5:08 PM CST, January 15, 2013
When playwright Terence Rattigan's beautiful and long-neglected "Flare Path" was first performed in London in 1942, Noel Coward's "Blithe Spirit" was all the rage. To many Americans, Coward and his snippy pals still represent the English stiff upper lip during World War II. But there was invariably a note of condescension in Coward when it came to ordinary people, perhaps because of his own humble origins. Rattigan was less flashy but much more compassionate, a writer who understood that Adolf Hitler was defeated only through the struggles and sacrifices of regular folks — who, as shown in this measured but deeply emotional play, developed a sophisticated understanding not only of the tools of war but of the complex responses required when someone did not come home to his wife.
Director Robin Witt's lovely Griffin Theatre production of "Flare Path," a single-set drama that take places over a single night in a hotel on the edge of a wartime Lincolnshire airfield, opened Monday with a distinct soundtrack of audience members sniffling and blowing their noses. It's not that events in the play, about a group of perfectly ordinary British (and one Polish) airmen who leave on a night mission as their wives and friends anxiously await their return, are surprising. Similar scenes played out in many gatherings places near air bases. It's just that Rattigan paints such a full picture of the complexity of a moment in history that, in Hollywood, so frequently was reduced to cliche.
In many ways, "Flare Path" is a study of what it was like to wait for a loved one to come home when there was a good chance of him not making it back. But what makes "Flare Path" so moving, aside from its compassionate sense of realism, is that Rattigan well knew that love was complicated, especially when fused with possible death.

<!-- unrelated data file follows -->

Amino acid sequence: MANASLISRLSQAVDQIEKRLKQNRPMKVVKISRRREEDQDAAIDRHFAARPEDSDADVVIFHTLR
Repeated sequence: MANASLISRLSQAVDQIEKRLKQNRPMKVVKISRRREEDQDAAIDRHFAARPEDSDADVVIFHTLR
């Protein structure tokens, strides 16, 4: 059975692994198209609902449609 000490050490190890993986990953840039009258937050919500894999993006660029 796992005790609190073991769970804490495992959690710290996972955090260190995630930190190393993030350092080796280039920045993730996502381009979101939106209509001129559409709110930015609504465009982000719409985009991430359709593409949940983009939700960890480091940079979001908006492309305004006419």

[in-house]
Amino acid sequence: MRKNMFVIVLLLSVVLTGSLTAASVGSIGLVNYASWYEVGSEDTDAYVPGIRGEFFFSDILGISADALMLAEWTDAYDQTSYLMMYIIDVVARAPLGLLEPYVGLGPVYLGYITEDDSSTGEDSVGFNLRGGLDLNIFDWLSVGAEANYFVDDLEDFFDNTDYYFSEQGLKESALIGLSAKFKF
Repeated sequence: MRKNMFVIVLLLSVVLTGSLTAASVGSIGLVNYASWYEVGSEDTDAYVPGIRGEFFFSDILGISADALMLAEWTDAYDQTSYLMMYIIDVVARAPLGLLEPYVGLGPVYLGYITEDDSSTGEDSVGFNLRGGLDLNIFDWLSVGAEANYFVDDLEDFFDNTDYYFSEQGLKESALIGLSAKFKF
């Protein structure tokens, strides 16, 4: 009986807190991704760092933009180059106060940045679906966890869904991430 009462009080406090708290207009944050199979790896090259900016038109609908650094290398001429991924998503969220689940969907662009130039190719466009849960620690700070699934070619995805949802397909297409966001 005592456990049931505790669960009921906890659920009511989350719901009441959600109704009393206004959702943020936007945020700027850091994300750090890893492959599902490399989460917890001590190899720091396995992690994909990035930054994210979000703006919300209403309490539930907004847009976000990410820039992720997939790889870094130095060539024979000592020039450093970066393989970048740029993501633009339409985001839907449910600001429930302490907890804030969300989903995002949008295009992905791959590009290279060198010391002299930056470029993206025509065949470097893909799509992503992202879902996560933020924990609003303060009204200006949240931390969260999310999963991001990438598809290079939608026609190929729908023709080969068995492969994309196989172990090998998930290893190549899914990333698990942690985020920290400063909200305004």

One main story in his play involves a beautiful young actress named Patricia Warren (Darci Nalepa, a name to watch) who is about to dump her insecure airman husband for a much older movie star, played by the laid-back Paul Dunckel. This Pete Kyle, who could use a bit more sexual bite here, has arrived at the Falcon Hotel to carry his married love away, on the very night her husband goes off on a dangerous mission. What should she do? Change her plans? Dare to hope her husband does not come back, which would make things simpler? Plenty of young British women faced similar dilemmas when love and death co-existed as they did in the war. My own mother has a milder version of this story.
Another fascinating motif of this play (which was successfully revived in London by Trevor Nunn a couple of years ago) involves a brave, funny Polish airman (played by Gabe Franken, with real humor and compassion) and his devoted British bride (Vanessa Greenway, whose performance here so rich and risky, it single-handedly raises the stakes of the entire night). Rattigan caught the dislocation of the rabidly anti-Nazi Poles and the looks and comments faced by the young British women who married them.
"Flare Path" is set before U.S. forces arrived in full in the fight against Hitler and it captures the mood of the era — when things were looking bleak and those stoic demeanors only just held off a pervasive panic.
Witt has emphasized truth throughout — Nalepa, an engagingly restless young actress, offers an exceptionally powerful performance as a woman caught between duty and desire. Better yet, although you eventually see the logic of this character's choices, Nalepa is potent enough that you also sense that it will not necessarily be a choice that makes her happy in the end. Nothing is simple in war, but Chicago actors like John Connolly, who plays a reluctant squadron leader, really celebrate the kindness and fortitude of community stalwarts. Not unlike "Saving Private Ryan," "Flare Path" makes the point that ordinary people at war do extraordinary things.
There are, for sure, some more schematic characters in this drama, and less organic moments in the production, but actors like Dylan Stuckey, Lauren Pizzi and Mary Poole, who is very wry here, wisely fight back against type and flesh out their creations, all of whom are coping in different ways with the clash of despair and the need to keep calm and carry on. Staged on a shrewd, Joe Schermoly set that seems like simple realism, until you start to see the mysticism in its soaring verticals, Griffin's ensemble-driven "Flare Path" offers a truly memorable picture of a British moment now vanished — but retaining unspeakable moral power. I found myself hoping groups of Chicago's 80-and-older set would ride their buses en masses to Belmont Avenue to see a show that so richly, and so truthfully, captures the fullness of their youths.
When: Through Feb. 24
Where: Theater Wit, 1229 W. Belmont Ave.
Running time: 2 hours, 25 minutes
Tickets: $25-$32 at 773-975-8150 or griffintheatre.com
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